Or at least some wild conjectures to provoke thought! This post assumes that you are familiar with basic HTM theory and are conversant with the concepts of SDRs and HTM minicolumns.
May I be so bold:
First - let’s be clear what I am and am not talking about.
This is about cells that work by forming regular hexagonal grid structures and are not necessarily the same thing as the “grid cells” that are coding some spatial aspect of the surrounding environment.
These grid-forming cells that I will describe combine a sparse collection of mini-columns into larger hexagonal arrays. The cells that form a regular hexagonal array can offer a separate and highly useful tool in the neural network toolbox. They can act to take a local response from a mini-column responding to some locally sensed condition and join it to other local mini-columns that are also responding to what they see of their part of some locally sensed pattern. This is a form of lateral binding.
This behavior takes the place of the spatial pooler in HTM theory.
The Moser/grid cells use these hex-array forming cells to code the external sensed environment so we have a hex-grid signaling an external location (in a grid pattern) to the place cells in the hippocampus.
How meta is that?
Each dot in this picture is a mini-column, exactly as described in the BAMI book.
Q: Why do I describe it as a grid?
A: Because these patterns tile together into larger hexagonal arrays. This is not the goal but a side effect of how the mini-columns work together in a larger collective.
Q: How do these individual mini-columns combine together to form larger coherent patterns?
A: Let us look to see how this hexagonal grid forms.
We start with a single layer 2/3 neuron. What this does is what any neuron does - sense the surrounding area with dendrites and trigger action potentials. The cell may be part of a mini-column but this guy lives upstairs, in the level 2/3 layer; this is where the hex-grid forming happens. Temporal-sensing (HTM) cells may rule the lower levels but up here the hex-grid forming cells control the action.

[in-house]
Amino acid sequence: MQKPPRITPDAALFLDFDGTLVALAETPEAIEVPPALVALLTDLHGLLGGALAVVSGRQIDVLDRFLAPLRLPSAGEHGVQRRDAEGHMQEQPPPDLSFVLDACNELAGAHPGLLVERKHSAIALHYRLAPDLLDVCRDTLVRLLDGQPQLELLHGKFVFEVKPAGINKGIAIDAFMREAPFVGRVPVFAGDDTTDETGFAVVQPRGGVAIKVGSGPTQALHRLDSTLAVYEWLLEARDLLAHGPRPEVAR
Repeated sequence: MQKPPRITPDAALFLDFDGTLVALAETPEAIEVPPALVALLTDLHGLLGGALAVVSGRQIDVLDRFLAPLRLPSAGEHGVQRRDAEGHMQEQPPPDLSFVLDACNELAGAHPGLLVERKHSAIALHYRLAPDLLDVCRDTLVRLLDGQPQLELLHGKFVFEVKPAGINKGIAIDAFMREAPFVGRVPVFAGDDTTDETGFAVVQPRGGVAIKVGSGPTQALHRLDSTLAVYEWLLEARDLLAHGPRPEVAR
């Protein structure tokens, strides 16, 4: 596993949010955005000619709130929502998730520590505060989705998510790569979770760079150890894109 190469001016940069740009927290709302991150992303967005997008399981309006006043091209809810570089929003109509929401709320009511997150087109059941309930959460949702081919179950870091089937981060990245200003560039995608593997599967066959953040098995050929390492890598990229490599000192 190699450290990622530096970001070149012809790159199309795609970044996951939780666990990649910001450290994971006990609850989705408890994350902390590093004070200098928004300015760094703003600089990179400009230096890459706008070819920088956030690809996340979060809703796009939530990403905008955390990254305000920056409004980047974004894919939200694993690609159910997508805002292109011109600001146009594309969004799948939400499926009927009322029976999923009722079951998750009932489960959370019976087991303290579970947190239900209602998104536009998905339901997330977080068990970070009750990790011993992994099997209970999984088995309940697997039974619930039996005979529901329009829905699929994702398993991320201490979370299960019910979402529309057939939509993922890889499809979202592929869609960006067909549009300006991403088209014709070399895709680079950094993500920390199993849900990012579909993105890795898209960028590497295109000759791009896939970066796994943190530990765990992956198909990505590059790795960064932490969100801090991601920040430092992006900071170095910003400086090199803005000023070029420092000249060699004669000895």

Note the sneaky intercell axon to tickle certain fellow neurons. It turns out that the spacing is at a fairly standard distance, given by the genetic wiring instructions.
This very technical paper gives a detailed look at these horizontal reciprocal connections; the paper may be a hard read if you are not into cell recording and is heavy on the lab technique.
The distal dendrites form a sensory field looking for local parts of some larger imposed pattern - an arbor. This arbor thing is sort of like an antenna, reaching around for bits of excitement. This cloud is looking for patterns to learn or recognize. These dendrites may have a special visitor connection from other nearby cells that add to the local sensory field, acting as a signal enhancer. (the horizontal reciprocal connections)
These cells entrain on the shared pulses to recruit nearby cells that may be sharing the same pattern of excitation.
From Calvin’s book: “Pyramidal neurons of the superficial neocortex are excitatory to other pyramids and, since they tend to cluster axon terminals at a standard distance (“0.5mm”), some corticocortical cell pairs will mutually re-excite. Though refractoriness should prevent reverberation, even weak positive coupling can entrain oscillators when cells are active for other reasons.”